the physical microprocess allows two interpretations: (a) The neural
microprocess is in fact based on relations among microphysical quantum
events, and (b) that the laws describing quantum physics are applicable
to certain macrophysical interactions when these attain some special
characteristics.”
Pribram
Consider
the field of the data of sense—a field of universal interest—and
fundamental. We are here in the domain of sights and sounds and motions
among other things ... Do the colors constitute a group? ... Let us
pass from colors to figures or shapes—to figures or shapes, I mean, of
physical or material objects—rocks, chairs, trees, animals and the
like—as known to sense perception ... And what of sounds—sensations of
sound? Are sounds combinable? Is the result always a sound or is it
sometimes silence? If we agree to regard silence as a species of
sound—as the zero of sound—has the system of sounds the property of a
group?
Keyser


Brain 
There
have been many models based on quantum theories, but many of them are
rather philosophically oriented. The article by Burns [...] provides a
detailed list of papers on the subject of consciousness, including
quantum models. The incorrect perception that the quantum system has
only microscopic manifestations considerably confused this subject. As
we have seen in preceding sections, manifestation of ordered states is
of quantum origin. When we recall that almost all of the macroscopic
ordered states are the result of quantum field theory, it seems natural
to assume that macroscopic ordered states in biological systems are
also created by a similar mechanism.
Umezawa 

Cerebellum 
In academic research, Pellionisz, as professor of New York University was the originator of a pioneering informationgeometric approach to Neural Nets, Tensor Network Theory. TNT explains the function of 25% of the brain (the cerebellum) in terms of tensor analysis, the intrinsic mathematical language of Biological Neural Nets. Pellionisz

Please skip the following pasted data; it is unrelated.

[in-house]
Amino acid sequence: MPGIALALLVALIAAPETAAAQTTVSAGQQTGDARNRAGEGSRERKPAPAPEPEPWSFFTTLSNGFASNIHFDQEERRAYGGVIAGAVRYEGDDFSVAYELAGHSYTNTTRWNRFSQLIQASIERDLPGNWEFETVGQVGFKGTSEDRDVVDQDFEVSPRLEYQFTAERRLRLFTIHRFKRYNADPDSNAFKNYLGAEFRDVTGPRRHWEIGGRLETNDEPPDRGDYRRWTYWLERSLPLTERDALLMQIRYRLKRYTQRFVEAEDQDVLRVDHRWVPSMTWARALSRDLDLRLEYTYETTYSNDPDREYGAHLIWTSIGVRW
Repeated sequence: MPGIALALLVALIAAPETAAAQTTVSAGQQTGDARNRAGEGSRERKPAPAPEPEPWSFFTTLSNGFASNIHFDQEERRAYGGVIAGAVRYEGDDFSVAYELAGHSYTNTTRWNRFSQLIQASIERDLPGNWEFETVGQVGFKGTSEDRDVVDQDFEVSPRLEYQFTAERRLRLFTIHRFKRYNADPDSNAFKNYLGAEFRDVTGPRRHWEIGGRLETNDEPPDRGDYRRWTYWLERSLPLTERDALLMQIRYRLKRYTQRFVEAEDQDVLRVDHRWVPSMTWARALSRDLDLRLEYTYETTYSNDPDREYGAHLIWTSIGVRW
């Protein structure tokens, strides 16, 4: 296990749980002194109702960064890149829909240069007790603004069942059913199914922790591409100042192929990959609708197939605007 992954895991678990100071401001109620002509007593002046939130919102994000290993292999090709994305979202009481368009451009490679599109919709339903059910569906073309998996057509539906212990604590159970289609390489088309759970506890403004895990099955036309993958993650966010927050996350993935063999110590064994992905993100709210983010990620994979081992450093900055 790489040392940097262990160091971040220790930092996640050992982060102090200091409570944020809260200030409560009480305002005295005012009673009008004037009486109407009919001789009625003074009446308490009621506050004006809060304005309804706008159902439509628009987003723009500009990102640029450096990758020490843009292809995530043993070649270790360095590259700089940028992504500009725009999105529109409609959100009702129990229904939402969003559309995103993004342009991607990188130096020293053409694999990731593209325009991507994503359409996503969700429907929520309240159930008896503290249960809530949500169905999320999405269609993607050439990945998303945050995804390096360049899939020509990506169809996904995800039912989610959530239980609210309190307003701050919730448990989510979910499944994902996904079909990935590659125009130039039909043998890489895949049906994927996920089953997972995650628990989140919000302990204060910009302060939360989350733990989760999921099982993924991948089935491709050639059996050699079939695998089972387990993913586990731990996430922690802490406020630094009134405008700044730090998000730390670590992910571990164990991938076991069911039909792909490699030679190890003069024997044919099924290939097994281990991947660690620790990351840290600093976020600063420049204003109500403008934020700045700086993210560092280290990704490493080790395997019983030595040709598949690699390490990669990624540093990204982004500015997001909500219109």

Cerebrum 
The cerebrum makes up about 85% of the weight of the human brain. A large groove called the longitudinal fissure divides the cerebrum into halves called the left cerebral hemisphere and the right cerebral hemisphere. The hemispheres are connected by bundles of nerve fibres, the largest of which is the corpus callosum. 

Color 
It
seems useful to me to develop a little more precisely the "geometry"
valid in the twodimensional manifold of perceived colors. For one can
do mathematics also in the domain of these colors. The
fundamental operation which can be performed upon them is mixing: one
lets colored lightss combine with one another in space [...]
Weyl
A color is a physical
object a soon as we consider its dependence, for instance, upon its
luminous source, upon temperatures, and so forth.
Mach 

Computer: Quantum 
The
second principle of color mixing of lights is this: any color at all
can be made from three different colors, in our case, red, green, and
blue lights. By
suitably mixing the three together we can make anything at all, as we
demonstrated [...] 

Cortex